The Navy said it also arrested 206 vessels and barges as well as hundreds of suspects for various maritime offences in the last 4 years.
The Chief of Naval Staff (CNS), Vice Adm. Ibok-Ete Ibas, disclosed this at the opening ceremony of the Global Conference on Maritime Security on Monday in Abuja.
The conference seeks to explore options for improved security and maritime governance within the Nigerian Waters and the Gulf of Guninea.
The naval chief said the theme of the conference “Enhancing Maritime Security in the Gulf of Guinea: Together We Win ” was very timely and relevant.
Ibas said Nigerian Navy equally acquired offshore patrol vessels, fast attack craft, logistics vessels, hydrographic ship and more than 300 inshore patrol crafts.
“Internally, drawing from its Total Spectrum Maritime Strategy, the Nigerian Navy has sustained the operational concept of Maritime Trinity of Action comprising surveillance capabilities, response initiatives and law enforcement to combat maritime crimes.”
Ibas said consistent funding over the past 4 years had impacted positively on Navy’s surveillance and maritime domain awareness infrastructure.
“The Nigerian Navy has acquired offshore patrol vessels, fast attack craft, logistics vessels, hydrographic ship and more than 300 inshore patrol crafts. “Concurrent effort has been made to encourage operational training and indigenous shipbuilding capacity.
“Naval security stations have also been established at strategic locations along the coast as part of a “Choke Point Concept’ to checkmate illicit activities.
“Additionally, to enhance maritime law administration, the Navy in conjunction with maritime law enforcement agencies has also articulated a harmonized procedure to enhance the synergy among stakeholders in the arrest and prosecution of maritime offenders.”
He said the totality of these efforts has increased regional collaboration, resulting in more vectored patrols and increased efficiency in naval operations.
Ibas said the Nigerian Navy intends to consolidate current collaborative efforts, sustain fleet renewal and expand its maritime awareness infrastructure.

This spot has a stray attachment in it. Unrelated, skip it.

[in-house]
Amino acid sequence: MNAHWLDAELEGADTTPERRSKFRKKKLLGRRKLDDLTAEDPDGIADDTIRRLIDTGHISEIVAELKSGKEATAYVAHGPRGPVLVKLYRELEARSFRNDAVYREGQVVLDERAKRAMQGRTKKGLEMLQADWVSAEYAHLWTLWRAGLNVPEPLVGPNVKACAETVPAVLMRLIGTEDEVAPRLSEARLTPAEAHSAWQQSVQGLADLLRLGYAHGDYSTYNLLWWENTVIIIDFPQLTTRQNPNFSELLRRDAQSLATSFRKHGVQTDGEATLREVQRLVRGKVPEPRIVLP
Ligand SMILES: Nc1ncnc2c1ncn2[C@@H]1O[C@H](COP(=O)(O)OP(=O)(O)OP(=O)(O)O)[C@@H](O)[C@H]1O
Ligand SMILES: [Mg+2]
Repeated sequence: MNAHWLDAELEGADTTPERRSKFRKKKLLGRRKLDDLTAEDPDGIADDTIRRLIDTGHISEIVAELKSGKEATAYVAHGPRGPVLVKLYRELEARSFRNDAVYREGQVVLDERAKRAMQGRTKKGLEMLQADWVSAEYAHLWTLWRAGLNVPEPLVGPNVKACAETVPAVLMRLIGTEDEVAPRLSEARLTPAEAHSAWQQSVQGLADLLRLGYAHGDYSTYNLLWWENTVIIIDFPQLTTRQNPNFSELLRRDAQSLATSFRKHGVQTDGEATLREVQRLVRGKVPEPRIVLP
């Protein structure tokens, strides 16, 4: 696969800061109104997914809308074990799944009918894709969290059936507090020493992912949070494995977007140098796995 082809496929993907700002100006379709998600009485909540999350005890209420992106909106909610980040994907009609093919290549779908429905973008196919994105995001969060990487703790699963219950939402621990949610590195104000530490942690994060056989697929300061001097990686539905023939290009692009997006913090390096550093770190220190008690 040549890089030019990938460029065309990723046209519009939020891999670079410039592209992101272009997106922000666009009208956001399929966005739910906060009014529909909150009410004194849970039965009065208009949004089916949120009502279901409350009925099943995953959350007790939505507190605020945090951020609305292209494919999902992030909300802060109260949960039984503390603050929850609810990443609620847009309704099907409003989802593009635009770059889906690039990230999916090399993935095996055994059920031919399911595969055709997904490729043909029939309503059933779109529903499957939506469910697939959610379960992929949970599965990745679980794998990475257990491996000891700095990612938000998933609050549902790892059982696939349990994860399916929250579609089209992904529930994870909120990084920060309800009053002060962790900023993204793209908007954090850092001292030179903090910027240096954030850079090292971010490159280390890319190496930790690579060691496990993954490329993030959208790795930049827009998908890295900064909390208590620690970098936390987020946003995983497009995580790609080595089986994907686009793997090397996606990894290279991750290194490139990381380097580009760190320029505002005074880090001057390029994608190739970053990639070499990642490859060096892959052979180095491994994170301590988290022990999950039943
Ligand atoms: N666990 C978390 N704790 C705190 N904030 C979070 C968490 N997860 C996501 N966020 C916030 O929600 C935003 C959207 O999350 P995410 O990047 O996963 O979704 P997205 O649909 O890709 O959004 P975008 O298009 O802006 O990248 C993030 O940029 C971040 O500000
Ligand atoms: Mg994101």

“It is pertinent to state that there remains a huge gap in the capacity of navies/coast guards of the region to address the prevailing threats.
“These gaps are largely due to inadequate political will by governments of the Gulf of Guinea (GOG) States to adequately resource their navies/coastguard for effective maritime security.
I am optimistic that this conference will provide fresh opportunity for member States and our partners to reinforce our resolve to speedily operationalise maritime security initiatives.
“This would bolster the capacity of regional navies to effectively meet the demands of ensuring a safer and more secure maritime domain,” he said.
Speaking, the Minister of Defence, Maj.-Gen Bashir Magashi, (Rtd), said African maritime domain remains strategic and extremely crucial to the development of the nations.
Magashi, who was represented by the Permanent Secretary, ministry of Defence, Mrs Nuratu Batagarawa, said Africa usage of the sea was still spoken in potential terms.
“Unfortunately Africa’s usage of the seas is still largely spoken of in potential terms, reflecting poorly the impressive progress of other sections of the world.
“The vast expanse of its waters, infamously typified by the unsavory reputation of its key region, the Gulf of Guinea (GOG) is persistently challenged by a myriads of threats, “Some of the threats impinging on the regional security are piracy/sea robbery, drug and human trafficking as well as the worrisome pipeline vandalism and crude oil theft.
“Others are illegal, unreported and unregulated (IUU) fishing, proliferation of small arms and light weapons, terrorism and environmental degradation.
“Unarguably, these threats constitute serious impediments with adverse consequences on collective maritime governance and economic wellbeing of nations States.“Therefore, no meaningful development can take place in those States in an atmosphere of insecurity,” he said.